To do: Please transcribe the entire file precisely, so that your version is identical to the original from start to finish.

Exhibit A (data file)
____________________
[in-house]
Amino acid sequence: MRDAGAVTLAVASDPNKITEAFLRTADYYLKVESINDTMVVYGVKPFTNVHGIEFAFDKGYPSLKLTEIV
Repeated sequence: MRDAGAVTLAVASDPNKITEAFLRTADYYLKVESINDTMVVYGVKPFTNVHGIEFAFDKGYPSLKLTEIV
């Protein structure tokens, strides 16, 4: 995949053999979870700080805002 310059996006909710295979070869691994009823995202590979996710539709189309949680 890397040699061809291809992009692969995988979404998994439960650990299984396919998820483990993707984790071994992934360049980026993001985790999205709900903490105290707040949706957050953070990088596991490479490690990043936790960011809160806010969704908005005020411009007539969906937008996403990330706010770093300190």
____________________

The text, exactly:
[in-house]
Amino acid sequence: MRDAGAVTLAVASDPNKITEAFLRTADYYLKVESINDTMVVYGVKPFTNVHGIEFAFDKGYPSLKLTEIV
Repeated sequence: MRDAGAVTLAVASDPNKITEAFLRTADYYLKVESINDTMVVYGVKPFTNVHGIEFAFDKGYPSLKLTEIV
């Protein structure tokens, strides 16, 4: 995949053999979870700080805002 310059996006909710295979070869691994009823995202590979996710539709189309949680 890397040699061809291809992009692969995988979404998994439960650990299984396919998820483990993707984790071994992934360049980026993001985790999205709900903490105290707040949706957050953070990088596991490479490690990043936790960011809160806010969704908005005020411009007539969906937008996403990330706010770093300190």